...that it was Google+, not that something was promoted through an interstice. The topic should be revisited when there's data on something else as well.
Turns up nothing older than 2014. He sprung out of nowhere. Never heard about him until this post showed up. Who is he?
HALF MAN, HALF ANT.
I recently modified a simple doorway alarm, using an ATtiny85 microcontroller, to monitor two windows and two doors instead of the single door the original device was watching over. The alarm was powered by 4.5 volts which was perfect for the ATtiny, and it used a form of PWM signal for the piezo tweeter which allowed me to let the ATtiny produce different alarms to alert which of the four sensors was tripped.
They put mDNSResponder back in temporarily, not permanently, until fixing the problems with discoveryd.
The PS4 devkit doesn't offer a decent OpenGL API; it's just not what developers use.
I've programmed portable OpenGL-based applications for many years for the three dominant desktop platforms - Windows, Linux, OS X - and I have no idea which million issues on OS X and its implementation of OpenGL it is you refer to.
The unisonous response is "no". The author is trying to balance the needle on its tip.
User error, really, though I'm puzzled as to how this is doable with an OS X installation, since the OS doesn't suffer many of the architectural flaws that puts Windows in these situations. I've been running (and maintaining for others) OS X for 10 years and Windows for 15 years, and with OS X installations I've never seen this occur. For what the anecdot is worth my own Windows installations have always stayed healthy (and just noticably sluggish) even after years of use.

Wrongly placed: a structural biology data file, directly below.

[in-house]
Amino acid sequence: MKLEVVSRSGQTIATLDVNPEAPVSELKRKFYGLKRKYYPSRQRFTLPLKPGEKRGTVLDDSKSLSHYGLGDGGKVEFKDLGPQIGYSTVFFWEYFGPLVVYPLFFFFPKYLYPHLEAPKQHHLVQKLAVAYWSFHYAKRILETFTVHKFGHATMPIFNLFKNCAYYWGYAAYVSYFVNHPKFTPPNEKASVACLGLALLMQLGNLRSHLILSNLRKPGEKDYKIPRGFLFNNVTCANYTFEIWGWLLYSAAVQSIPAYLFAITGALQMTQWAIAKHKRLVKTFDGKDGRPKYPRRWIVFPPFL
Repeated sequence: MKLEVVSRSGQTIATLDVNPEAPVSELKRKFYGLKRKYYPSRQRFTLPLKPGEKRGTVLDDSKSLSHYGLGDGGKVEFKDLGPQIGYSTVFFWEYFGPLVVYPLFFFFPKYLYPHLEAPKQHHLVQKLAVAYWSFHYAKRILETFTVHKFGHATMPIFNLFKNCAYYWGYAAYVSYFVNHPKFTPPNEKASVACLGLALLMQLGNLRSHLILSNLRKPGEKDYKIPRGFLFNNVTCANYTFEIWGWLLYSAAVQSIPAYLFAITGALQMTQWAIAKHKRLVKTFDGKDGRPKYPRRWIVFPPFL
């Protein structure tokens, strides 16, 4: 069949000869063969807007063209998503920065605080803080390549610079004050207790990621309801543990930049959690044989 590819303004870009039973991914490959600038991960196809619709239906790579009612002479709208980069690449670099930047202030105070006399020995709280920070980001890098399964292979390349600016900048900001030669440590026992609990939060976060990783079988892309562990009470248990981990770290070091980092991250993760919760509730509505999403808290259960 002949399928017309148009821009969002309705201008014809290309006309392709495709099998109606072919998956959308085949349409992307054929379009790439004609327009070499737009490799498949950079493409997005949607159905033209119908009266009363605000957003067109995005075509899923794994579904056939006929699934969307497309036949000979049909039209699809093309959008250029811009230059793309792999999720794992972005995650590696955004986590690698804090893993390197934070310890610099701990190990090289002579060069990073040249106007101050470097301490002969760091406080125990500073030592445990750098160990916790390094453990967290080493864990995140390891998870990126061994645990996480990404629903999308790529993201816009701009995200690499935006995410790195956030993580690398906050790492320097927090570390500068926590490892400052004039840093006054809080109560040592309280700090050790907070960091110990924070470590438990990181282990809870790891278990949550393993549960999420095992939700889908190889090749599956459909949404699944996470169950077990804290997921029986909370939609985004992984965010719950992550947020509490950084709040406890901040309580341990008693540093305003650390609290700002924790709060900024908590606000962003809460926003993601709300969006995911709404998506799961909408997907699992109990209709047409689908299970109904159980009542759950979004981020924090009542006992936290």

There's no way around the sludge that is the Windows registry, or f.e. Windows' tendency to regularly enter a heart-stopping "drive frenzy" for no apparent good reason, but it doesn't all have to end up with the familiar ugly crawl we all know friends' and family's Windows boxes come to just months after freshly installed. Next to me is a Win 7/64 machine whose current installation is close to 5 years old, and has seen thorough use (as with all my Windows machines during the 15 years I've used it on personal level) but it's still quite snappy and acceptably fluent even if slightly more sluggish than when the installation was new. The only difference is that I take care of my personal computing, and avoid the pitfalls that "computer illiterates" so often fall for.
As a Perl programmer of 10 years and a PHP programmer of 15 years: this equally swings both ways.
Go on, we know you want to.
I don't buy that you do either. I spent 6 years of my life programming 6502 assembly when writing games and "demos" on the VIC-20 and Commodore 64, and I spent another 4 years programming ARM assembly when doing games and "demos" for the GameBoy Advance. Thumb/ARM is not complicated, not hard to learn, but it is nowhere near so defining of simplicity and straight-forwardness as the 6502 is.